Federal agents raided 11 McDonald's restaurants in northern Nevada and made dozens of arrests Thursday as part of an investigation into illegal immigration.
Agents for U.S. Immigration and Customs Enforcement made at least 56 arrests in Reno, Sparks and Fernley after raids at the restaurants and a franchise corporate headquarters in Reno, agency spokesman Richard Rocha said.
"They are people suspected of being in the country illegally. As far as I know, they were all McDonald's employees," he told The Associated Press.
The investigation began five months ago and was sparked by an identity theft complaint, Rocha said. A local law enforcement agency then gave ICE information that illegal immigrants were working at specific McDonald's restaurants, he said.
Luther Mack, who owns at least some of the restaurants that were raided, insisted that his businesses require employees to provide documentation.
"As an employer, I do not knowingly hire or employ undocumented or unauthorized workers," Mack said in a statement.
Lisa Howard, a spokeswoman for McDonald's Corp., based in Oak Brook, Ill., said the company had no comment on the arrests.
"This is a local situation with a local operator," she said.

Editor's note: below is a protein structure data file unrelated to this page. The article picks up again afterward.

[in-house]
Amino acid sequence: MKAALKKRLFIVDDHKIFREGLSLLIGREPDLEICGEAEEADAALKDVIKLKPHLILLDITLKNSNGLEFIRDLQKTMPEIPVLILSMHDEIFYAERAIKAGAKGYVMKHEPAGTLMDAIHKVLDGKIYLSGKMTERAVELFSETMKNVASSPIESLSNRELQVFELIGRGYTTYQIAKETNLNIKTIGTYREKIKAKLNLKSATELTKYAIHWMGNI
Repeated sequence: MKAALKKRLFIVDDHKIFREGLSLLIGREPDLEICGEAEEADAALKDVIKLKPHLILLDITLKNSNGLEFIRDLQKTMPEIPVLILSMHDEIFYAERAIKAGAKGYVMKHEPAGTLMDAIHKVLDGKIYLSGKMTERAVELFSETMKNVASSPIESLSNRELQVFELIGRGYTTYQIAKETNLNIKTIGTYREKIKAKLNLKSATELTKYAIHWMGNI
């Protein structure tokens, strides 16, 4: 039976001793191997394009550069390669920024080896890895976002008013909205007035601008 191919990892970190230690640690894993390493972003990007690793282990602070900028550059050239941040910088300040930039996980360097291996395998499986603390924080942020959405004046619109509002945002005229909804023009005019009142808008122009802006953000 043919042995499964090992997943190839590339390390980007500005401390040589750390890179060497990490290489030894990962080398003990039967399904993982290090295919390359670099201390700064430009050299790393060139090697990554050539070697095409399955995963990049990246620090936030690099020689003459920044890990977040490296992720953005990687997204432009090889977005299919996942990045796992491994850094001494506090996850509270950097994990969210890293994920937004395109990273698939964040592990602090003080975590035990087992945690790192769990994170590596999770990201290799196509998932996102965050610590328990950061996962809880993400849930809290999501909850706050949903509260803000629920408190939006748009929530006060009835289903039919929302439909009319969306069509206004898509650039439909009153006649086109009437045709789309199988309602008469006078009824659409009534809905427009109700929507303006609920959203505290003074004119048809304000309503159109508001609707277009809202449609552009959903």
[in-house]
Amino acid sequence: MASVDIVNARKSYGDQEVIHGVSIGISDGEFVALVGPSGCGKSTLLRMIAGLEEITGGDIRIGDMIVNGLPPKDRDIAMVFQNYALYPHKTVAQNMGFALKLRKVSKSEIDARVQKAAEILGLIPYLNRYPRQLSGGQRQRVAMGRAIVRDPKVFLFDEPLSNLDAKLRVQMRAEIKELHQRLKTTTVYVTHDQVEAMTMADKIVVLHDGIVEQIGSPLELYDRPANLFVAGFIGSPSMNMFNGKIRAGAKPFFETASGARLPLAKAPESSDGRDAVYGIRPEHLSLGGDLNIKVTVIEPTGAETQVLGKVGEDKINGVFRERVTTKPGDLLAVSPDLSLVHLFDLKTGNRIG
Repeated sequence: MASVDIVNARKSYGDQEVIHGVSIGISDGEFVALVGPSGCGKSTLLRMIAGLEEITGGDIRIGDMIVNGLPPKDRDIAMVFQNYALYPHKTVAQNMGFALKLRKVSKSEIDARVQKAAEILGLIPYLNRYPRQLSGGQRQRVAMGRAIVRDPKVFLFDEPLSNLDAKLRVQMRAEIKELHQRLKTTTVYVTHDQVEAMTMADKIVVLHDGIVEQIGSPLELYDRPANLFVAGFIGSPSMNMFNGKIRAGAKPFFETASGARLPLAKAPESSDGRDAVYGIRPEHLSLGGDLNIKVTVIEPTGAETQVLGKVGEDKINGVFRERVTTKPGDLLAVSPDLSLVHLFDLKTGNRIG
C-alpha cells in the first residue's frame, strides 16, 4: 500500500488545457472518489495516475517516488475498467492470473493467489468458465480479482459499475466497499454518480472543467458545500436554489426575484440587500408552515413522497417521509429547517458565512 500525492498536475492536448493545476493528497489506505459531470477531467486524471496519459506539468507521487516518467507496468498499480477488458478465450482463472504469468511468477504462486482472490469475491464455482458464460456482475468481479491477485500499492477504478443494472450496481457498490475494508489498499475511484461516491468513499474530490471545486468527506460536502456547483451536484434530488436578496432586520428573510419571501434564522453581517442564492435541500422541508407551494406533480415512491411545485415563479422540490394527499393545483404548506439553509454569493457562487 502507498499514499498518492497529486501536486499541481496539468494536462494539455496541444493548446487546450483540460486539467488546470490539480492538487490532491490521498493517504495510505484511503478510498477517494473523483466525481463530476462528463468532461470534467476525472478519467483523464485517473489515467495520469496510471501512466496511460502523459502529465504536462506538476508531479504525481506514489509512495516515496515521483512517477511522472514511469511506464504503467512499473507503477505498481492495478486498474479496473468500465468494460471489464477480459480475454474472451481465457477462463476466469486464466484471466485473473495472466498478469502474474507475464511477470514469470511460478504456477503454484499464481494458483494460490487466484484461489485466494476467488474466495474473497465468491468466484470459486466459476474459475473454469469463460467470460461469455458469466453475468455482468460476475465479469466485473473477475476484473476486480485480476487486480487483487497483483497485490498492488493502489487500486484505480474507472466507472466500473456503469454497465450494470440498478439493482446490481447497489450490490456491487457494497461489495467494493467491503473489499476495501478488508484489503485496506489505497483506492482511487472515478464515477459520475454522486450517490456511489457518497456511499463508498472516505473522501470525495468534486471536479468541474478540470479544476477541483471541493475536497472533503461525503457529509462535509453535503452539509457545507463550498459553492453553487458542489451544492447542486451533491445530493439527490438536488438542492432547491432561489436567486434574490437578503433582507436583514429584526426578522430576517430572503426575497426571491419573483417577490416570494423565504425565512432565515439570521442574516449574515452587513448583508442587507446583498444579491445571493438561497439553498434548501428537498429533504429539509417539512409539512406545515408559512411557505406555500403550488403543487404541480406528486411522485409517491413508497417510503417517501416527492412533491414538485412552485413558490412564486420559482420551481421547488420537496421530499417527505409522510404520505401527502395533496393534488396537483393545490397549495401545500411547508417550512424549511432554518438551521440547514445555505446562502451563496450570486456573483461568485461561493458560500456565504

The raids drew immediate criticism from Reno Mayor Bob Cashell and activists, who estimated the number of arrests to be closer to 100.
The mayor joined a news conference area Hispanic leaders and members of the American Civil Liberties Union called in front of the federal courthouse late Thursday.
"We don't approve of the Gestapo methods ICE is using," said Gilbert Cortez, a Latino leader who urged Hispanic workers to stay home from work in protest Friday.
Cashell, a Republican and former lieutenant governor, said that if identity theft was involved, that was wrong, and that he opposed a protest that would keep workers at home on Friday.
He said he would contact Nevada's congressional delegation and ask the city council to look into the raids. He said that he opposes illegal immigration, as well as immunity for illegal immigrants, but that "there has to be a better way to do this."
"Think of some of the people who were arrested and picked up; they have children. They don't know where their mama or their daddy is. That's not right."
ICE was working with Washoe County social services to help provide care for children, Rocha said. The detainees were allowed to telephone their family during the processing, he said.
The workers arrested were being processed Thursday night and will be transferred to an unidentified local detention center to await deportation proceedings, Rocha said.
The ICE has made several raids in recent months, including large ones at meatpacker Swift & Co., poultry plant Crider Inc. and leather factory Michael Bianco Inc.
Social service advocates said arrests in March at the Michael Bianco factory in New Bedford, Mass., created a humanitarian crisis, with some children left with no one to care for them.